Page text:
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Computational modelling and haemodynamic investigation of intracranial aneurysms before and after flow-diversion treatment

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posted on 28.03.2022, 20:31 authored by Yujie Li
Haemodynamic information is believed to be one of the most crucial factors affecting the initiation, development, growth, and rupture of intracranial aneurysms (IAs). Many studies of haemodynamic simulation contribute to the understanding of aneurysmal flow dynamics; however, clarification and justification of the validity of simulation results inconclusive remains. Besides, for most simulations of flow-diversion effect using a model flow-diverting (FD) stent, the properties of model FD stents failed to be calibrated to match the represented device, which would lead to inaccurate predictions of flow-diversion efficacy. Thus, this study aims to discover the factors that contribute to a more accurate and comprehensive simulation of aneurysmal haemodynamics and its flow-diversion treatment. Two main aspects were investigated in this thesis : 1) evaluation of the accuracy of computational fluid dynamics (CFD) predictions of aneurysmal haemodynamics before and after FD stent treatment, by comparing to in vivo and in vitro observation s; and 2 ) investigation of the practicality of using porous medium (PM) stent models, with calibrati on of stent model parameters to represent the commercially available FD stents, by derivation of parameters like permeability (k) that account for the flow resistance induced by the model stent. To meet these needs, haemodynamic investigations of IAs and their flow-diversion treatments have been performed using different approaches. In Chapter 3 and 4, the validity of CFD predictions of aneurysmal haemodynamics was evaluated, by comparing the resolved velocity field in patient-specific aneurysms with experimental methods, such as particle image velocimetry (PIV) and phase-contrast magnetic resonance imaging (PCMRI). By comparing against a physical stent model, the PM model stent was found to be a practical tool to assist flow-iversion simulation. In Chapter 5 and 6, the PM model thickness range that would help to retain the simulation benefits without compromising the accuracy was first confirmed; then PM model FD stents were respectively calibrated to reflect the flow resistance created by several treatment modes using commercially available FD stents. Overall, CFD prediction is proved to be able to accurately resolve the aneurysmal flow dynamics , and the investigation of calibrated PM stent modelling provides an individualised method that is more efficient than CFD simulations with a fully-resolved stent model yet retains simulation accuracy. These studies substantially contribute to an improved validity of aneurysmal haemodynamic simulation, thereby enhancing the clinical relevance of such aneurysmal haemodynamic studies in the future.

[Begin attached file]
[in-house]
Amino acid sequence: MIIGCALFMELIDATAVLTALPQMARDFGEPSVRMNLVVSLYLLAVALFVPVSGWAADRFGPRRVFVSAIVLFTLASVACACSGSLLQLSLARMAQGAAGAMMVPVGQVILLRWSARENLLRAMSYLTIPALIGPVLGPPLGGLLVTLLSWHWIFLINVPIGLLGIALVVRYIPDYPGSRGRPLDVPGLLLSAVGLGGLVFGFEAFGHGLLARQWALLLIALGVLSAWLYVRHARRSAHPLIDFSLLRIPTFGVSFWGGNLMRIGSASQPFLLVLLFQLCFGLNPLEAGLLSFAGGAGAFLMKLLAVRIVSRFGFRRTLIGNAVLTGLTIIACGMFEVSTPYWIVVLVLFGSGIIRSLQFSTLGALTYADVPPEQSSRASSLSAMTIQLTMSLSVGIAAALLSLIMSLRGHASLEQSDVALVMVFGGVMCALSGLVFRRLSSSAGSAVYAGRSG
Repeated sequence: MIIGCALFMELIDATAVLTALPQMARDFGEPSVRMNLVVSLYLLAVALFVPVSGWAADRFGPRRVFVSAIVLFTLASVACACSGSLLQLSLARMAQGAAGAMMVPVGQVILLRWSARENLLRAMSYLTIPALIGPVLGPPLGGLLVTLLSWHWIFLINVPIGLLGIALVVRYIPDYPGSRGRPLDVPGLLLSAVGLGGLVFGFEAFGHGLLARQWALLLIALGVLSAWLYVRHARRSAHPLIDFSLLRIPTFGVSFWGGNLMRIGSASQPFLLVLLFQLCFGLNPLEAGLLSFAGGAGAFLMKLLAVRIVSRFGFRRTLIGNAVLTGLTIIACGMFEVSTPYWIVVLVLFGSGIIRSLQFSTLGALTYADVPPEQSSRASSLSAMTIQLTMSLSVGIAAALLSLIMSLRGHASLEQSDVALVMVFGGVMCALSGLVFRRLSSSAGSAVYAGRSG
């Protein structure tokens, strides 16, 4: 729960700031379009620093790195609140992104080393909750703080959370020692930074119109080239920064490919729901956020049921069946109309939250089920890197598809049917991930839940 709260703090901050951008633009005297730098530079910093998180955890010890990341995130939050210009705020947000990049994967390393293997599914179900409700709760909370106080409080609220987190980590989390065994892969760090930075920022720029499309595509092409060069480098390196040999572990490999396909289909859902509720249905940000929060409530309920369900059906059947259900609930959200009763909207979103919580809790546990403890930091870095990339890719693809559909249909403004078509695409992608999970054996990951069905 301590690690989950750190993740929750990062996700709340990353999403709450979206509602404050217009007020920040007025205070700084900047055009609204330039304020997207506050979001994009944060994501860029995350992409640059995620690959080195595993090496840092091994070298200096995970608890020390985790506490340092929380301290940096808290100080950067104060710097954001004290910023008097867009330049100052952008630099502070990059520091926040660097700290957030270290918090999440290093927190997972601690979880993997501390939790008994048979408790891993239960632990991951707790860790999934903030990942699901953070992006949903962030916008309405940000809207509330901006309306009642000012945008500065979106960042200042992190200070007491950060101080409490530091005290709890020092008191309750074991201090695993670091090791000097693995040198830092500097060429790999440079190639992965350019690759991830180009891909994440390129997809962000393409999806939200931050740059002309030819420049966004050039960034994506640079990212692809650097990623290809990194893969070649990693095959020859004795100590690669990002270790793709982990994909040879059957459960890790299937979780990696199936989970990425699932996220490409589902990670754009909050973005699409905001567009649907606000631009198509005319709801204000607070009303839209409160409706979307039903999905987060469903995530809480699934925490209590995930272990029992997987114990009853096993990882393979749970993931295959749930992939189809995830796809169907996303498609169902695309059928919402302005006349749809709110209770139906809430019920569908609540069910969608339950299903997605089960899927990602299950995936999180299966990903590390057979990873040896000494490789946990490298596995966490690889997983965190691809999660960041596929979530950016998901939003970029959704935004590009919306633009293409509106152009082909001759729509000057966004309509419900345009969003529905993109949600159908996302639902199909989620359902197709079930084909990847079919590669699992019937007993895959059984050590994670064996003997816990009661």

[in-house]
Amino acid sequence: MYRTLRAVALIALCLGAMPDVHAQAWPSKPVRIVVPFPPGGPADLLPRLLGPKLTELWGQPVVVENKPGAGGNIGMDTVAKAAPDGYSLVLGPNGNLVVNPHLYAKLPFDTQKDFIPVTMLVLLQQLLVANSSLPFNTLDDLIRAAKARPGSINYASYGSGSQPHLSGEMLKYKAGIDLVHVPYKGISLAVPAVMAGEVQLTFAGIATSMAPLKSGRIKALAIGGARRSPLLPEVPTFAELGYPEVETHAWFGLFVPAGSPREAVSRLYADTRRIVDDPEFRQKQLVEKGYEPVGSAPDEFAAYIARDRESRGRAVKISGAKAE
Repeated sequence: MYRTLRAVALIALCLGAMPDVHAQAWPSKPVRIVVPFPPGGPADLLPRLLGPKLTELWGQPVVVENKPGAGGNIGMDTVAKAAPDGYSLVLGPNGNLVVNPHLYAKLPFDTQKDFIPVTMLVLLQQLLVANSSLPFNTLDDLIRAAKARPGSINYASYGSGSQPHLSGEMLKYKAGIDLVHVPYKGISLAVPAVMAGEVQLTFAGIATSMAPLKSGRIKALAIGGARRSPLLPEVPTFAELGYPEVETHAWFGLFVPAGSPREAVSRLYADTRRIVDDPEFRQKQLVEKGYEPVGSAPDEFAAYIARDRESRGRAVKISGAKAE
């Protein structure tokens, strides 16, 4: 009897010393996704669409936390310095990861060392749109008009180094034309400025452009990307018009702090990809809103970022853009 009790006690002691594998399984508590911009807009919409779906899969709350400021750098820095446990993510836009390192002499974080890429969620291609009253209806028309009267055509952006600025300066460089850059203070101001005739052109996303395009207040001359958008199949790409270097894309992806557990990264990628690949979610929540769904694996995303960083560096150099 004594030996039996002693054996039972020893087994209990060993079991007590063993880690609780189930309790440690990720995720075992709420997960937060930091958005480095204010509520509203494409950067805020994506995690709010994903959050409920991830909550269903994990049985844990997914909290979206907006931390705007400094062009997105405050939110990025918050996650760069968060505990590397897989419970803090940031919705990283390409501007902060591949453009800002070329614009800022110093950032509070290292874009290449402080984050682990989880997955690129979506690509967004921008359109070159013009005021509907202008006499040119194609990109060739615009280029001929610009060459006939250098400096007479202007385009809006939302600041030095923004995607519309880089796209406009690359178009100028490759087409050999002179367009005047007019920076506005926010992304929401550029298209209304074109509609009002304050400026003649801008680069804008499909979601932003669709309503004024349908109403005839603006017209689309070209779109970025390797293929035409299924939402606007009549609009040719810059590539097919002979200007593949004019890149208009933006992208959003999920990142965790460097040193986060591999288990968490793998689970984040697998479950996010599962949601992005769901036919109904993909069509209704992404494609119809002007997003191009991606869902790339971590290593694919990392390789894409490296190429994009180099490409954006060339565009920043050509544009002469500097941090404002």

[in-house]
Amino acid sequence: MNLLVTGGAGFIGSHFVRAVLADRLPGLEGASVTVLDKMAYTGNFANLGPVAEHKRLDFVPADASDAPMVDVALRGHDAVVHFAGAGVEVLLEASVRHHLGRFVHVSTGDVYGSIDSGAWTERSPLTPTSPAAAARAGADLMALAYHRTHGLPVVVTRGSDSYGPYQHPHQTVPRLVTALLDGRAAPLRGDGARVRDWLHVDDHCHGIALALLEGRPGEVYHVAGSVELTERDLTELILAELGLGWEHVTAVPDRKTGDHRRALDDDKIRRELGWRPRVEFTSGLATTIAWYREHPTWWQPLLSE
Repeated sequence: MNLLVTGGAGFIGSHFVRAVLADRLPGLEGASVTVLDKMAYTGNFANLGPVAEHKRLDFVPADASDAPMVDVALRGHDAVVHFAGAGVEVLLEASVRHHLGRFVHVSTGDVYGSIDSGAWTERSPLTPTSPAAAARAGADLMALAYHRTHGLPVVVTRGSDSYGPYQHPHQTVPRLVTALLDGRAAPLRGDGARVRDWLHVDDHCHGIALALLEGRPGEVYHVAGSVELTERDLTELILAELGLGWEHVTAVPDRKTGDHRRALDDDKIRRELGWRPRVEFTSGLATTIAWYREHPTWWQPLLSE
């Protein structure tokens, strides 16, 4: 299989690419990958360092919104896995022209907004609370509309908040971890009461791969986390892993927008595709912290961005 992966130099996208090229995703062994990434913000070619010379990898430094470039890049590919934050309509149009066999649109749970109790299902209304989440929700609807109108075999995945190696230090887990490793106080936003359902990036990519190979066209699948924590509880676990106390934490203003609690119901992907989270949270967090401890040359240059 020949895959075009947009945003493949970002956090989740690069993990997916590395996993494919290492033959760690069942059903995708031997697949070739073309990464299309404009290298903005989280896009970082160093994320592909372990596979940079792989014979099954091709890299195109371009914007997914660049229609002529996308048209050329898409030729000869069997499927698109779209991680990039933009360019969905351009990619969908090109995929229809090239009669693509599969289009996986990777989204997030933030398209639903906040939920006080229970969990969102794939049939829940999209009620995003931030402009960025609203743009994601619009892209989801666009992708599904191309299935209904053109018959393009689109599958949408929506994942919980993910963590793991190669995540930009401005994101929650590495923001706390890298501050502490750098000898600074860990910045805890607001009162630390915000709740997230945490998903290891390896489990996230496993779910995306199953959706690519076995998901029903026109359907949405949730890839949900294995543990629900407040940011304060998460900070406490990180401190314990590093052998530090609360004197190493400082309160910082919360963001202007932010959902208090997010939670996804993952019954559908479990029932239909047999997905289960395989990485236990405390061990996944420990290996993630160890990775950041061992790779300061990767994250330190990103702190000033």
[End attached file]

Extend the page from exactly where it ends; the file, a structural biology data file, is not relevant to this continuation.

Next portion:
History

Table of Contents

Chapter 1. Introduction -- Chapter 2. Materials and methods -- Chapter 3. Haemodynamics in a patient-specific intracranial aneurysm obtained from experimental and numerical approaches: a comparison between PIV, CFD, and PC MRI -- Chapter 4. Validation of CFD model results against PIV observations of haemodynamics in intracranial aneurysms treated with a flow-diverting stent -- Chapter 5. Sensitivity of aneurysmal haemodynamics to porous medium stent modelling setting -- Chapter 6. Effect of calibrated porous medium flow-diverting stent models on aneurysmal haemodynamic modifications -- Chapter 7. Conclusions and outlook.

Notes

Theoretical thesis. Bibliography: pages 109-118

Awarding Institution

Macquarie University

Degree Type

Thesis PhD

Degree

PhD, Macquarie University, Faculty of Medicine and Health Sciences, Department of Biomedical Sciences

Department, Centre or School

Department of Biomedical Sciences

Year of Award

2018

Principal Supervisor

Itsu (Yi Qian) Sen

Rights

Copyright Yujie Li 2018. Copyright disclaimer: http://mq.edu.au/library/copyright

Language

English

Extent

1 online resource (xvi, (18)-132 pages)

Former Identifiers

mq:71963 http://hdl.handle.net/1959.14/1280001